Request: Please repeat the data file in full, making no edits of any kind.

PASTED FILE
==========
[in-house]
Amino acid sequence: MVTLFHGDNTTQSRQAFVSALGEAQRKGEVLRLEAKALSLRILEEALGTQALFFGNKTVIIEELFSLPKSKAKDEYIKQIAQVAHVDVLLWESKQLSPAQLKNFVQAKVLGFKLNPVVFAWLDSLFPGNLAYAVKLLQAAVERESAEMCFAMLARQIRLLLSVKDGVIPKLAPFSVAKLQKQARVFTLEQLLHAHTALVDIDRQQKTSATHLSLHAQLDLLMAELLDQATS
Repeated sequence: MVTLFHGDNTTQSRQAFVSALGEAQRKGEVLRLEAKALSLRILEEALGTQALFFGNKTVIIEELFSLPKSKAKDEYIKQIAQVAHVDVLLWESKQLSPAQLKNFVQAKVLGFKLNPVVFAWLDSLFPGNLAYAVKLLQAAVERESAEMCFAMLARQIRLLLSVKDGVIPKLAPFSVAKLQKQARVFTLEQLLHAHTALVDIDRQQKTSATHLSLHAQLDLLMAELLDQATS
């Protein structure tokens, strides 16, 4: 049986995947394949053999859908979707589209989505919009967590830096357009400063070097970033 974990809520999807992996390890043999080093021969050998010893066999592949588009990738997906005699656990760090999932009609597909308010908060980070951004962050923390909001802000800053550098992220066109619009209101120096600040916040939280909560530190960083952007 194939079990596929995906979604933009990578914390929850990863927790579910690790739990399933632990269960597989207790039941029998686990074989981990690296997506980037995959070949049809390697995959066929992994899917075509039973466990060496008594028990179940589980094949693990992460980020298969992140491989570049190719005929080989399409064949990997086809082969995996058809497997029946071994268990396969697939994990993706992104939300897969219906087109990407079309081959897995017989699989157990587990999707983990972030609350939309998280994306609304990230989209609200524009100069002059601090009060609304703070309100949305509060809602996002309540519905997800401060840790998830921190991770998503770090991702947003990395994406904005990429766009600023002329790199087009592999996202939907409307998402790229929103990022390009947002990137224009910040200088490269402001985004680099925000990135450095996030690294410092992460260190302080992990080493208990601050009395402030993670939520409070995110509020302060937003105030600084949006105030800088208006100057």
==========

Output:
[in-house]
Amino acid sequence: MVTLFHGDNTTQSRQAFVSALGEAQRKGEVLRLEAKALSLRILEEALGTQALFFGNKTVIIEELFSLPKSKAKDEYIKQIAQVAHVDVLLWESKQLSPAQLKNFVQAKVLGFKLNPVVFAWLDSLFPGNLAYAVKLLQAAVERESAEMCFAMLARQIRLLLSVKDGVIPKLAPFSVAKLQKQARVFTLEQLLHAHTALVDIDRQQKTSATHLSLHAQLDLLMAELLDQATS
Repeated sequence: MVTLFHGDNTTQSRQAFVSALGEAQRKGEVLRLEAKALSLRILEEALGTQALFFGNKTVIIEELFSLPKSKAKDEYIKQIAQVAHVDVLLWESKQLSPAQLKNFVQAKVLGFKLNPVVFAWLDSLFPGNLAYAVKLLQAAVERESAEMCFAMLARQIRLLLSVKDGVIPKLAPFSVAKLQKQARVFTLEQLLHAHTALVDIDRQQKTSATHLSLHAQLDLLMAELLDQATS
């Protein structure tokens, strides 16, 4: 049986995947394949053999859908979707589209989505919009967590830096357009400063070097970033 974990809520999807992996390890043999080093021969050998010893066999592949588009990738997906005699656990760090999932009609597909308010908060980070951004962050923390909001802000800053550098992220066109619009209101120096600040916040939280909560530190960083952007 194939079990596929995906979604933009990578914390929850990863927790579910690790739990399933632990269960597989207790039941029998686990074989981990690296997506980037995959070949049809390697995959066929992994899917075509039973466990060496008594028990179940589980094949693990992460980020298969992140491989570049190719005929080989399409064949990997086809082969995996058809497997029946071994268990396969697939994990993706992104939300897969219906087109990407079309081959897995017989699989157990587990999707983990972030609350939309998280994306609304990230989209609200524009100069002059601090009060609304703070309100949305509060809602996002309540519905997800401060840790998830921190991770998503770090991702947003990395994406904005990429766009600023002329790199087009592999996202939907409307998402790229929103990022390009947002990137224009910040200088490269402001985004680099925000990135450095996030690294410092992460260190302080992990080493208990601050009395402030993670939520409070995110509020302060937003105030600084949006105030800088208006100057």